Today will begin the one-month countdown to the 2014 winter Olympics, which will take place Feb. 7-23 in Sochi, Russia.
Unless your region is sending a marquee athlete to the games, or is home to an Olympics training facility, or one of the top Olympics corporate sponsors, you’ll need to dig a bit to find some local business tie. But with the athletic competitions – and related incidents from security concerns to Russian culture – making headlines in coming weeks, it’s worth the effort.
A few ideas include:
How popular Olympics sports fare in your market.
From ice skating and hockey to skiing, even moderate-temperature markets might boast an industry related to popular Olympics sports. This is an opportune month to take a look at how the ice rinks, slopes and other venues in your region fare, as well as related businesses from coaching and instruction to equipment shops and dealers.
What local companies have purchased ad time during televised Olympics events, and what’s the rationale behind their buys? Here’s a TIME article that says the Olympics and the mid-term elections later in the year will give nearly a $4 billion advertising boost and here’s a Variety piece about TV’s growing dependence on sports-related and political advertising.
What local marketing and advertising firms – and their vendors, from apps-writers to videographers – reaped business from ads that will air during Olympics programming?
What’s in it for companies that sponsor local sports teams or minor-league athletes? Which firms’ names are on area playing fields and uniforms, and what returns do they reap from a marketing standpoint? Has the bang for the buck remained constant or does the appeal of sports-related advertising wane as audiences become more fragmented? What are hot sports to sponsor these days? Are local teams and players losing out to big-money arenas like NASCAR, or does firms still see a value in having their logo displayed at local softball fields, ice rinks and the like?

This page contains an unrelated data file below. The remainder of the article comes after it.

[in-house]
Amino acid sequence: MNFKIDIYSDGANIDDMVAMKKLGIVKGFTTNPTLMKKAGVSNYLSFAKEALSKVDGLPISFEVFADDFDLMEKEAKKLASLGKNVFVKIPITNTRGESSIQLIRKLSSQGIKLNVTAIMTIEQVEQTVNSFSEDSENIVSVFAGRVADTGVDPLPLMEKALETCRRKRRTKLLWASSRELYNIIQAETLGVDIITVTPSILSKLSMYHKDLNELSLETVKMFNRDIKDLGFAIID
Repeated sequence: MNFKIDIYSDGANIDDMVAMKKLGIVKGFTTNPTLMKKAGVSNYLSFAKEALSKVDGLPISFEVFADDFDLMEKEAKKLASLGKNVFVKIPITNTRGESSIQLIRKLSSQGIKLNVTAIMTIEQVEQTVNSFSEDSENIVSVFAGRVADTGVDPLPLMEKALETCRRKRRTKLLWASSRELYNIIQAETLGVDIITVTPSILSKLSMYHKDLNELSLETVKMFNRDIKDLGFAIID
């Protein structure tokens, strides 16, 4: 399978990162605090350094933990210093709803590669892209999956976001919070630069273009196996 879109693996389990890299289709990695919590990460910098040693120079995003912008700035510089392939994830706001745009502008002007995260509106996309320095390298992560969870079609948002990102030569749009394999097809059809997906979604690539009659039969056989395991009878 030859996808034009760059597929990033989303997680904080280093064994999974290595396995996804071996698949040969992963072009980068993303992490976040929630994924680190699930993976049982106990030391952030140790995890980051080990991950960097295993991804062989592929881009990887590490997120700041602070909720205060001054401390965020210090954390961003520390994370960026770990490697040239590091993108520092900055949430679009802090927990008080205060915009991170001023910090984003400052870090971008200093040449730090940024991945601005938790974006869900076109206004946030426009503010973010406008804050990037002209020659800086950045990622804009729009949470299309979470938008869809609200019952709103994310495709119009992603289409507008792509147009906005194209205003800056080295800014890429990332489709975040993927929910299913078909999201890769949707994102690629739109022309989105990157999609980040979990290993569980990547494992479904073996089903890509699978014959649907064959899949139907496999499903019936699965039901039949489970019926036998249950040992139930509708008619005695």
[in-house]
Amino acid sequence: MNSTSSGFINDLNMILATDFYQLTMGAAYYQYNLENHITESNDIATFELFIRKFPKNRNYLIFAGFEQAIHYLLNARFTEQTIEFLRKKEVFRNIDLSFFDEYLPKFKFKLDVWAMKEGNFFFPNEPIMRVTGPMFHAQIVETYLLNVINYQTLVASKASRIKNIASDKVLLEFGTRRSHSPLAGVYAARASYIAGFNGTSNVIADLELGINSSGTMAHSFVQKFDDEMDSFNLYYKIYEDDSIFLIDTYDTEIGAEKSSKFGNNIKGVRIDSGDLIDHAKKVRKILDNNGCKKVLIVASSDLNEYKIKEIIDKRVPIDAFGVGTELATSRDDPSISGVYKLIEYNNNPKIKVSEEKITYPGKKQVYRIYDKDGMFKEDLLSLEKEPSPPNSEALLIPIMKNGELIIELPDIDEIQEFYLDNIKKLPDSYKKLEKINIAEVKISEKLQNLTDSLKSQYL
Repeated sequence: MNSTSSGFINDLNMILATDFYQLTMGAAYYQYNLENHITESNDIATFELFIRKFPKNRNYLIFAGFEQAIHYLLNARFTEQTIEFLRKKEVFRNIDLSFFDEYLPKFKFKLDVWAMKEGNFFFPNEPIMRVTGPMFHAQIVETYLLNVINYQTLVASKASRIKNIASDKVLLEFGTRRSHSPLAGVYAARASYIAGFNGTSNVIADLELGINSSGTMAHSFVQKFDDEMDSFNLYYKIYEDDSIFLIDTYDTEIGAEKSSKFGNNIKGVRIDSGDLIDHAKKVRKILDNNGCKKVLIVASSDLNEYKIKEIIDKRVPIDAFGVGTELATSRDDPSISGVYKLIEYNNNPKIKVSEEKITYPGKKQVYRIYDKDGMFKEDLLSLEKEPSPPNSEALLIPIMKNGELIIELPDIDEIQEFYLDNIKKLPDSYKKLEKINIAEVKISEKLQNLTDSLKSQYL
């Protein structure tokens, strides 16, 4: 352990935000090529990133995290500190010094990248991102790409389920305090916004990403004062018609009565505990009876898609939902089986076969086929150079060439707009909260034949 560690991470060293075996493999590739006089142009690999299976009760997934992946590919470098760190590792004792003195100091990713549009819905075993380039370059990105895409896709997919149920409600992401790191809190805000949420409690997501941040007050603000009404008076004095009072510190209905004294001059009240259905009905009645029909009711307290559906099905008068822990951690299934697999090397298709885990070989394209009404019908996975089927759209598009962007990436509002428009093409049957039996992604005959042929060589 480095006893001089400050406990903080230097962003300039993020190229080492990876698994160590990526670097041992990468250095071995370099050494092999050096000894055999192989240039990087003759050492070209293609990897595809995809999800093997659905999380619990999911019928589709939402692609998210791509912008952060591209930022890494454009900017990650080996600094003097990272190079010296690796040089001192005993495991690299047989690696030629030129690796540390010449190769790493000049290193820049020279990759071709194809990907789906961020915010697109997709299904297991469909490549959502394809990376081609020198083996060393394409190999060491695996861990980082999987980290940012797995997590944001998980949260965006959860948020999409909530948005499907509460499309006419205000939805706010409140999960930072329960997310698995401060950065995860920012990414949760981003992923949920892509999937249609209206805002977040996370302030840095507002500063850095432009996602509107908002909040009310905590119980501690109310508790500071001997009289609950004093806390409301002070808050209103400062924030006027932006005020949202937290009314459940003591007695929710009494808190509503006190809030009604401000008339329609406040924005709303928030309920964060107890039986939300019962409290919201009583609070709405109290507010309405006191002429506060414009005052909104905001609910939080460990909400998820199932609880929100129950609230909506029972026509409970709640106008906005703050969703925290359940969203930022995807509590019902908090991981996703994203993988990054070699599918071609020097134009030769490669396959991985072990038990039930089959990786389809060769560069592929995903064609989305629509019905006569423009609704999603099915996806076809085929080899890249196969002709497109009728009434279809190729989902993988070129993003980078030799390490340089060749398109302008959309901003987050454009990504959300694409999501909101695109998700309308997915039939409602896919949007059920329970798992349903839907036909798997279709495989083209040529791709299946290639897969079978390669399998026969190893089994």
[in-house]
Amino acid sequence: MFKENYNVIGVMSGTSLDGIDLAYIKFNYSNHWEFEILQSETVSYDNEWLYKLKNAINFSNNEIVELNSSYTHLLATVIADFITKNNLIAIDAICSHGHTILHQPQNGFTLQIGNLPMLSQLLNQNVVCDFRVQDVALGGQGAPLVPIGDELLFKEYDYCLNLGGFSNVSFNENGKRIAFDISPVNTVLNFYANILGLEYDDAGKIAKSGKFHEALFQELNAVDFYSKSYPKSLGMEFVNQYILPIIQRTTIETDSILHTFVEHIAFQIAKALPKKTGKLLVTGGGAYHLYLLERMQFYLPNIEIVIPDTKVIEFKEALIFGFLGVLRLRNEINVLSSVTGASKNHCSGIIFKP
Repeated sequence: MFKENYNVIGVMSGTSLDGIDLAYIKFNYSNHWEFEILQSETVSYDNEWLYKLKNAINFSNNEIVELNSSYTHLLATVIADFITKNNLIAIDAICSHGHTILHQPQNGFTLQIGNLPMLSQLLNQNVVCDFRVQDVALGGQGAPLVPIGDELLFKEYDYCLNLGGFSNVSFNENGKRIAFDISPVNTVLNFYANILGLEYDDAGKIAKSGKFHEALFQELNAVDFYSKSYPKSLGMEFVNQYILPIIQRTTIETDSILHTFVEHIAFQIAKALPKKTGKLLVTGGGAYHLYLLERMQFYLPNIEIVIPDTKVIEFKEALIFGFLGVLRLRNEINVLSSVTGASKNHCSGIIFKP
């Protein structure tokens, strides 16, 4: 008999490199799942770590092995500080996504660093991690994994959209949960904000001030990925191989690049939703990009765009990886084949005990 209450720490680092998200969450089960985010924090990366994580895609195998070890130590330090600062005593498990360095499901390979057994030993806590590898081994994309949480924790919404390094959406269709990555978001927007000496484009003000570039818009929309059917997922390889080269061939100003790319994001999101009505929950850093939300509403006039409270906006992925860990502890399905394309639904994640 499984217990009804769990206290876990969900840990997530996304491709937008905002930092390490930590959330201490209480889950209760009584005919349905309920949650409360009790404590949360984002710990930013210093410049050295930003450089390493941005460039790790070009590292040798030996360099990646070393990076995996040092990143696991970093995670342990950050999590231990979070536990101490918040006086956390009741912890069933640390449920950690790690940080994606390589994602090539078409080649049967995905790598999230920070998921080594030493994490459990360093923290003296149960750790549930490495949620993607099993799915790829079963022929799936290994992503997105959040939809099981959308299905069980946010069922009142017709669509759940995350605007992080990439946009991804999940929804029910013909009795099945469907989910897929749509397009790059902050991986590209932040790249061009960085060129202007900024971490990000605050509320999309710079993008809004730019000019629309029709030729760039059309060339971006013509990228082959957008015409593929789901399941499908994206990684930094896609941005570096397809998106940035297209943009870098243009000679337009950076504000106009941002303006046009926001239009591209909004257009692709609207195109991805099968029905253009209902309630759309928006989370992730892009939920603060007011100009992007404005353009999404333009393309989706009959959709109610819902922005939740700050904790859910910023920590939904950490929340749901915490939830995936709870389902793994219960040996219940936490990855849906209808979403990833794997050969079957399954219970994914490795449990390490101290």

Here’s a really cool blog post from Ohio University’s business school about making a business case for a sports sponsorship; it includes a lot of useful links related to market research, demographics and sports statistics. You can translate this background into questions for corporate marketing executives,
Olympics merchandise and collectibles.
This is a business idea that likely has penetrated any market, and you can report it from the consumer side, the small-business side or both. Whenever a big event rolls around, memorabilia from past iterations gets another look, so check out local antique shops, swap meets, coin dealers and the like to see how knickknacks from previous Olympics events are doing pricewise these days. It can get pretty high-end – here’s an article that emerged during the 2012 summer Olympics in London about an Olympics memorabilia auction at Sotheby’s, for example. On the lower end, a Sioux City Journal article reports on a collector who snaps up the stuffed-animal mascots from each Olympiad.
With this story, you could even include a box or primer for consumers; how are those hoodies, mugs, pins and souvenir programs from past games holding up in value?
Where are they now?
Along the lines of this Mental Floss article on post-Olympics careers, how about a round-up of past Olympic athletes from your area, with an emphasis on how they have parlayed their expertise and fame into business activities and jobs since their turn on the world stage? What advice do they have for those seeking careers in sports, coaching or related industries?